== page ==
SKOWHEGAN, Maine — The Anson man accused of murdering Everett L. Cameron three years ago denied the charge as he took the stand in his own defense Monday morning.
Robert Lee Nelson, 41, is accused of shooting Cameron, 60, of North Anson to death as the victim sat in his pickup truck on Town Farm Road in North Anson on Oct. 31, 2009.
“I did not kill Everett Cameron,” Nelson said to Philip Mohlar of Skowhegan, one of his defense attorneys. It was one of three times Nelson denied killing Cameron while on the stand Monday.
Nelson waived his right to a jury trial. Instead, Justice John Nivison will render a verdict in the case in Somerset County Superior Court.
Nelson stated that he had snorted oxycodone and Xanax along with drinking beer throughout the day of the murder. He went to cut wood in the morning with a friend before meeting Cameron at about 2 p.m. while on the way to his daughter’s birthday party.
Nelson said Cameron had called him to say Cameron was “all set.” Nelson told the court that that meant Cameron had drugs to sell.
Both the prosecution and defense agree that Cameron had been selling 30-milligram oxycodone pills that were prescribed to him. He was diagnosed with non-Hodgkin’s lymphoma in 2004.
Nelson owed Cameron $35, the cost of one oxycodone pill that Cameron had given to him earlier. Nelson said he met with Cameron on the Town Farm Road in order to tell him he couldn’t pay the money back.
Two hours later, Cameron was found dead in his pickup truck with a gunshot wound to his head.
“The word around town was that I was one of the last to see him and fingers were being pointed at me,” said Nelson, adding that he was initially told about Cameron’s murder from friend Pam Frith.
Mohlar asked why he lied about target-shooting with a friend as a reason he might have gunshot residue on his hands.
“Because I’m a convicted felon,” said Nelson. “I lied to them.”
He is prohibited from having a firearm because he was convicted in Penobscot County Superior Court on Oct. 4, 1994, of burglarizing a motor vehicle.
Maine Assistant Attorney General Leane Zainea asked Nelson about what he had previously told Maine State Police investigators on the night of the murder. Much of what he told them were lies, she said.
“Why did you tell the police you didn’t have any drugs?” Zainea asked Nelson.
“I didn’t want to go to jail,” replied Nelson.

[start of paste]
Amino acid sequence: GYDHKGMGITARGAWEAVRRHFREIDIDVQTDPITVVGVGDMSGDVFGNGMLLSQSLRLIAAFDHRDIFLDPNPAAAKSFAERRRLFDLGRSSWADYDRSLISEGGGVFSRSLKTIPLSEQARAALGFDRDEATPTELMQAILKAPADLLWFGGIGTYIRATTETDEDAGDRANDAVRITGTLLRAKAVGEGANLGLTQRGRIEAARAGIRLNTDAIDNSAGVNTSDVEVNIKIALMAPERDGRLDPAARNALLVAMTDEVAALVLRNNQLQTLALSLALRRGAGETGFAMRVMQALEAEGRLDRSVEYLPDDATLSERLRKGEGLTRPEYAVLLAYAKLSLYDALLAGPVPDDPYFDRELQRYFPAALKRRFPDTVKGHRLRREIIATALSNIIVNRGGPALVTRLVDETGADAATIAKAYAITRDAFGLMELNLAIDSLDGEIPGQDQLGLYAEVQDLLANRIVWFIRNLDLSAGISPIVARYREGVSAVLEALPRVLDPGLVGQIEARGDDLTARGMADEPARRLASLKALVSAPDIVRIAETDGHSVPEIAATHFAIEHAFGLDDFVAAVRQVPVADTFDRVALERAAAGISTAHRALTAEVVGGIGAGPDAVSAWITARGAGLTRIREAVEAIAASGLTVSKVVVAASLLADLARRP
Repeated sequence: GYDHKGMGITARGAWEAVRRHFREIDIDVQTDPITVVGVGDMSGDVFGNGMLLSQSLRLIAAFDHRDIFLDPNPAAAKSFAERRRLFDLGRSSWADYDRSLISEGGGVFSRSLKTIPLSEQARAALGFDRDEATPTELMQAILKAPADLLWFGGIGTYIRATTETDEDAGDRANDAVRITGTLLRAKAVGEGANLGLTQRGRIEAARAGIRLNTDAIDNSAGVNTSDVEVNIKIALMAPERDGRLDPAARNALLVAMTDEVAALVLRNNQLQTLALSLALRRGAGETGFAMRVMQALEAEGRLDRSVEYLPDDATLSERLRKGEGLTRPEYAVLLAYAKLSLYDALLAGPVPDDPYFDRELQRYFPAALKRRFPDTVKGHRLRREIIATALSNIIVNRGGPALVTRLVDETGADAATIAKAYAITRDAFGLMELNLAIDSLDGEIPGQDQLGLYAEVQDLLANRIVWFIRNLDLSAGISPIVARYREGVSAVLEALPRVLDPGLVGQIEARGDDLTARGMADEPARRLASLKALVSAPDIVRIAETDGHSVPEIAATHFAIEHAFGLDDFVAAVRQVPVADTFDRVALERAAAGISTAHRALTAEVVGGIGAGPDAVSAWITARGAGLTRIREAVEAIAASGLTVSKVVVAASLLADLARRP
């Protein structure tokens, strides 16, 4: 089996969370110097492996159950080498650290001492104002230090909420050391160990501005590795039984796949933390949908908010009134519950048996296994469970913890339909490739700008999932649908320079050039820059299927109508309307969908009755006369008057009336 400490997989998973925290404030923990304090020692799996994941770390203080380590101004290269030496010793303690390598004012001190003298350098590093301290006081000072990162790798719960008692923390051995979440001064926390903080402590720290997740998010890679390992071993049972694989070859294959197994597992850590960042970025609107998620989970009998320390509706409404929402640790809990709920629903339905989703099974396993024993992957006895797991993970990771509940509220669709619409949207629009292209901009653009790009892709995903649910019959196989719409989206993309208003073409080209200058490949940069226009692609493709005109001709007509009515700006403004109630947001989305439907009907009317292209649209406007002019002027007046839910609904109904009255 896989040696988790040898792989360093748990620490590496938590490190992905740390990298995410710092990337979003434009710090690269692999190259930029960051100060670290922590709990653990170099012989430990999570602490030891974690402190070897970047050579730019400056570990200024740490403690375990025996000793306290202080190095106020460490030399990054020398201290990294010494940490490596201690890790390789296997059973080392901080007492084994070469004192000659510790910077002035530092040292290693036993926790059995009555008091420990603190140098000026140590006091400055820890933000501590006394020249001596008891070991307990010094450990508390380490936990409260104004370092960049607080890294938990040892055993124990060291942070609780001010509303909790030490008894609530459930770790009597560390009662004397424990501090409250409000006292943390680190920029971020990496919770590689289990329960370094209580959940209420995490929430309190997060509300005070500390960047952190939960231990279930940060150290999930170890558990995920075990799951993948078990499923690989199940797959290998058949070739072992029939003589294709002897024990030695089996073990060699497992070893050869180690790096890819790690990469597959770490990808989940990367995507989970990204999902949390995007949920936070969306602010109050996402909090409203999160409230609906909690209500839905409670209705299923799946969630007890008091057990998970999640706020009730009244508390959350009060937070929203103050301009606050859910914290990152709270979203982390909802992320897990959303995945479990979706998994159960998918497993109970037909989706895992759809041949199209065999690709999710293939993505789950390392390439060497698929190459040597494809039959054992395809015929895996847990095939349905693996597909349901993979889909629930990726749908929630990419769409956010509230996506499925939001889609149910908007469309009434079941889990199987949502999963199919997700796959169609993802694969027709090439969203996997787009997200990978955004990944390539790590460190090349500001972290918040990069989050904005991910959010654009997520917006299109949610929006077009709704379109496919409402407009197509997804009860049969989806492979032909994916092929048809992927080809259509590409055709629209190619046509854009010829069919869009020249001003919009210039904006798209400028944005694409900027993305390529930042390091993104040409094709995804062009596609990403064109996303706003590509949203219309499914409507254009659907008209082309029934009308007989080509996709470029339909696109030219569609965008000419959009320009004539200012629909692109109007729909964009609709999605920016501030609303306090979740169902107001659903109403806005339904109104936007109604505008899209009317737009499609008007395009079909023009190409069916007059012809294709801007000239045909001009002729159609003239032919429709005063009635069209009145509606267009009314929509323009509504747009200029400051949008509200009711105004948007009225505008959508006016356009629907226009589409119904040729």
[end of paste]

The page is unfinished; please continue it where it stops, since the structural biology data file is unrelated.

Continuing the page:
She also asked him why he didn’t pay back Cameron even though he had more than $100 on him at the time.
“I wanted to hold onto my money in order to get more drugs,” said Nelson, adding that he would have to pay Cameron back for the first pill before he could buy more.
Nelson said he wasn’t out of drugs when he met Cameron that day, but he always wanted to make sure he didn’t run out of pills.
“I wasn’t jonesing,” Nelson said to Mohlar. “I was thinking ahead like any other addict would do.”
The state and defense rested their cases after Nelson’s testimony.
On Friday, the state asked for a continuance in order to search a sand pit in the Kingfield and Salem Township area in the hopes of finding a bullet slug that may match that taken from the victim.
Outside the courtroom, Mohlar said the state was unsuccessful.
“They found nothing,” said Mohlar.
Mohlar said that he feels “very good about the case.”
“The evidence went in the way that we thought it would and the case is what it is and we think it’s pretty favorable to our client,” said Mohlar. “At the end of the day, it’s all circumstantial evidence. From our perspective, it’s not anywhere near enough to convict Mr. Nelson, and we’re going to hope that the judge sees it the same way we do.”
The state presented no DNA or physical evidence and no murder weapon that could have tied Nelson to Cameron’s death.
Mohlar and his co-defense attorney, John Alsop of Skowhegan, have maintained that other drug buyers in the area had the motive and opportunity to kill Cameron.
As agreed at the beginning of the trial, the second count of the indictment — possession of a firearm by a prohibited person — was held off until the end of the murder trial. Nelson pleaded guilty on Monday to the Class C felony, which carries a maximum penalty of five years in prison and a $5,000 fine.
The trial will resume on 9 a.m. Tuesday with closing arguments. Nivison said he would render his verdict at a later date.
Mohlar said it could take up to two weeks before the verdict is read. It depends on scheduling, he said.